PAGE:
Bridge of Spies review
A war about intelligence
Over the course of the filmmaker’s storied career, no other director received more acclaim for World War II projects than Steven Spielberg. Maybe he got off to a rocky start with 1979’s 1941, but one can’t deny the success of the director’s later WWII-centric films: Schindler’s List, Saving Private Ryan, Empire of the Sun, and the first three films of his Indiana Jones quadrilogy. The director’s newest project involves a war during which he grew up, the Cold War—the setting for other movies of his (if you consider the détente part of the war) like Indiana Jones and the Kingdom of the Crystal Skull, Munich, and Catch Me If You Can. He even started his filmmaking career during the Cold War. Despite Spielberg’s talent for making frenetic, frenzied battlefields of the past look real on screen, he approaches the challenge of a film covering a war without heavy artillery and soldiers, or very little “action” at all. With Bridge of Spies, Spielberg demonstrates his ability drawing slow, dire suspense to an exemplary degree.
Two-time Oscar-winner Tom Hanks teams up with the talented director for a fourth collaboration after Saving Private Ryan, Catch Me If You Can, and The Terminal. In Bridge of Spies, Hanks stars as real-life successful insurance attorney, James Donovan, living in Brooklyn at the height of the Cold War. When the U.S. detains a suspected Soviet spy named Rudolf Abel in the opening sequence, the task ultimately falls on Donovan to legally represent Abel. Hanks delivers yet another captivating performance as a relatable everyman, almost certainly gaining awards attention again this year. Despite his high-standing as a lawyer, he lives with his wife and children on a residential neighborhood in New York. Despite his success as an insurance attorney, Donovan still can’t win a criminal case defending Abel against a stacked deck. So then, what does America decide for its newly-sentenced criminal? With his insurance background, Donovan points out the benefits in holding on to an alleged Soviet spy as opposed to outright execution. Will the U.S. agree?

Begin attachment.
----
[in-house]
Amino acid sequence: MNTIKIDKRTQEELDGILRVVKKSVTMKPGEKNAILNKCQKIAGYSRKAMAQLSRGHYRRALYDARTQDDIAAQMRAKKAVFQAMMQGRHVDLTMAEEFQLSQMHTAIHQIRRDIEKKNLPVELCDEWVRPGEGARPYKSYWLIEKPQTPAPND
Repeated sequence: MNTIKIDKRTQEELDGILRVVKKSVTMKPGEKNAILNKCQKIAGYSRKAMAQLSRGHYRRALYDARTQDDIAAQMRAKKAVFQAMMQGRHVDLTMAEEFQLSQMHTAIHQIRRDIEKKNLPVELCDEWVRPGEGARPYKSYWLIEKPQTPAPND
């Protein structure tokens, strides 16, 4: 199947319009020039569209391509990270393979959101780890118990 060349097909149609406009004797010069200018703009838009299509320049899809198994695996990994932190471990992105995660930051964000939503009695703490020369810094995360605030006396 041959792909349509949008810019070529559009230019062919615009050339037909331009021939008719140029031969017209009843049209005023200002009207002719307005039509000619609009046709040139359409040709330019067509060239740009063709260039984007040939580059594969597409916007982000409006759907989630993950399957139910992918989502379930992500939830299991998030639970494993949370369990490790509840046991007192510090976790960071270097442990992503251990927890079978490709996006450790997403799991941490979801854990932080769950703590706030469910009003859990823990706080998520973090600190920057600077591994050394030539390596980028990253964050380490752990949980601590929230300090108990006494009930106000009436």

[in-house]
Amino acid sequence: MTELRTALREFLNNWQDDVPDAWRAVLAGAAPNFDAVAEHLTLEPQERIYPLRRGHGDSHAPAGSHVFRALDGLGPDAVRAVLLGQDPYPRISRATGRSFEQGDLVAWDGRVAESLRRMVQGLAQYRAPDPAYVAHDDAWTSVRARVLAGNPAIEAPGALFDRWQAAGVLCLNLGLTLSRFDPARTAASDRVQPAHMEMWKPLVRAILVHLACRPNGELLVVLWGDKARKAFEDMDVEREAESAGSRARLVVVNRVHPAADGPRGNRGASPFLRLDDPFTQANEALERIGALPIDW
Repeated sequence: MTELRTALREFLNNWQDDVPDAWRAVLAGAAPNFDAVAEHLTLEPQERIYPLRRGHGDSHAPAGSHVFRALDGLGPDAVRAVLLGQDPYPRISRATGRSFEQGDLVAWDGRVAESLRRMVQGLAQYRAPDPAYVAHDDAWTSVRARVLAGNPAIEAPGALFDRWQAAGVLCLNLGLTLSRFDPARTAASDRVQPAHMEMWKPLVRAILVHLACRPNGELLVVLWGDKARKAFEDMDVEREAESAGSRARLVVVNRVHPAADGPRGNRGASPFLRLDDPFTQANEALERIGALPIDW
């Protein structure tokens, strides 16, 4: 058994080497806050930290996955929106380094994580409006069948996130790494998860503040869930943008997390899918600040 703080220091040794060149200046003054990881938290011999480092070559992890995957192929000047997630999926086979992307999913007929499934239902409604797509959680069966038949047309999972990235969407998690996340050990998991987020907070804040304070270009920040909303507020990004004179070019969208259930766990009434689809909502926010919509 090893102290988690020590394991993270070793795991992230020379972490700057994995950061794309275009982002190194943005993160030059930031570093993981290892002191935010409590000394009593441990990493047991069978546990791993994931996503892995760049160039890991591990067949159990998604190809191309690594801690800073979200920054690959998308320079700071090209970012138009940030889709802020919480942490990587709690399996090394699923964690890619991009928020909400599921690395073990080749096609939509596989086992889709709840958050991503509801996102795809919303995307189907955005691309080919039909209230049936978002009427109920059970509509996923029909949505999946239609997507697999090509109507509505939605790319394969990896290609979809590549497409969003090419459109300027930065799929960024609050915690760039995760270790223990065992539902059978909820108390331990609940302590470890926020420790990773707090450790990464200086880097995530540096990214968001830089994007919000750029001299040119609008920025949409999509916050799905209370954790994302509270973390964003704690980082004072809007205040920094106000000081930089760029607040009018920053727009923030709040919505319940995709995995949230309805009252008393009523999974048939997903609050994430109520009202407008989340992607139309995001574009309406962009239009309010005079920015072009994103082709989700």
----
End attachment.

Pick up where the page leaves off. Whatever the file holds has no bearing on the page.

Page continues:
Bridge of Spies fills itself with numerous supporting roles for characters to interact with Donovan on all sides: U.S., U.S.S.R., G.D.R., etc. However, only one supporting performer steals the scene every time he appears on screen—celebrated English stage actor Mark Rylance, winner of two Olivier awards and three Tonys. Rylance (The Gunman, “Wolf Hall”) plays Abel, the alleged spy in desperate need of legal counsel, with quiet grace and dignity—never losing his temper, raising his voice, or fearing consequences. Rylance performs so slyly as Abel that one never really understands just how involved the character is with the Soviet Union, a testament to the actor’s ability to make his audience care more about the performance than the plot and setting. Consider him your early favorite for Best Supporting Actor at the Oscars in 2016.
Bridge of Spies places Donovan in terrifying circumstances with horrifying implications despite the complete lack of bloody battlefields and booming explosions. Imagine the CIA telling you that you must cross the Berlin Wall over to the East side and locate the other party of a prisoner exchange while avoiding gangs and other desperate types—and all of this must happen alone.While Donovan and Abel’s story takes the majority of screen time, Spielberg also shows the audience a harrowing plane crash over Russia that results in the capture of an American pilot as well as an American student getting detained in East Berlin. With two young Americans across enemy lines, how will the U.S. government bring them home? And how do they tie in with Donovan and Abel?
Steven Spielberg proves that he still holds all the right moves when it comes to quality filmmaking, showing that he can keep finding new ways to capture suspense and hold the audience’s attention. This time he does it in the Cold War during a complex prisoner exchange between the United States and its enemies at the time. The director teams up with iconic movie star Tom Hanks and stage champion Mark Rylance to make a tense, anxious major motion picture about the value of human life in the middle of a war about information.